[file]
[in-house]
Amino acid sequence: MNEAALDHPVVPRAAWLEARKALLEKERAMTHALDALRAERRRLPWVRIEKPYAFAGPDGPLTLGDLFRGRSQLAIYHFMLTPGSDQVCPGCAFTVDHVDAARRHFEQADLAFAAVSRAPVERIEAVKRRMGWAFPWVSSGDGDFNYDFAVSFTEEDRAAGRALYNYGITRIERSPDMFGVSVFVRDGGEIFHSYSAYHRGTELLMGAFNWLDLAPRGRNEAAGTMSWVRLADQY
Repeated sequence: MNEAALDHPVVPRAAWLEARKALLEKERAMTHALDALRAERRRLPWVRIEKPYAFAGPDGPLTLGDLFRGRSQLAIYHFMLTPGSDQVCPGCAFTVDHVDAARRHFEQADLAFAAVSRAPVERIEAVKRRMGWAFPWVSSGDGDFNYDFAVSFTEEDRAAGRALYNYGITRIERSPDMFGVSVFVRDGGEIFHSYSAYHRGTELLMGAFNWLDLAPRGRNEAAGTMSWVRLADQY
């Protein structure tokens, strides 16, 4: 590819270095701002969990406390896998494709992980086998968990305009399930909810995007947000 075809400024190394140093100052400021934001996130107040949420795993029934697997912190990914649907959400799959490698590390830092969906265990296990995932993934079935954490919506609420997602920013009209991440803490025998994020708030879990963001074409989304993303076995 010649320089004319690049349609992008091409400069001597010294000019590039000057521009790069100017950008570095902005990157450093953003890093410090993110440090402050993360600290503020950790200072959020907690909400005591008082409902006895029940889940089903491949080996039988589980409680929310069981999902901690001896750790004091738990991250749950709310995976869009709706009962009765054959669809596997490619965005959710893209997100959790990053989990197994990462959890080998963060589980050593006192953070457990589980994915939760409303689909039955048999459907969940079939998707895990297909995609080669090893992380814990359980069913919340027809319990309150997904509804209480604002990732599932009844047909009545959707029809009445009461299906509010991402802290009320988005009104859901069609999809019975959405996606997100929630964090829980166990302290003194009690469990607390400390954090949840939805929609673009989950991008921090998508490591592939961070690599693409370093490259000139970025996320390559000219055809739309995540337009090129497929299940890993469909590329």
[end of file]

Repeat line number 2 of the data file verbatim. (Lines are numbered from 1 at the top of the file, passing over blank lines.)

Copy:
Amino acid sequence: MNEAALDHPVVPRAAWLEARKALLEKERAMTHALDALRAERRRLPWVRIEKPYAFAGPDGPLTLGDLFRGRSQLAIYHFMLTPGSDQVCPGCAFTVDHVDAARRHFEQADLAFAAVSRAPVERIEAVKRRMGWAFPWVSSGDGDFNYDFAVSFTEEDRAAGRALYNYGITRIERSPDMFGVSVFVRDGGEIFHSYSAYHRGTELLMGAFNWLDLAPRGRNEAAGTMSWVRLADQY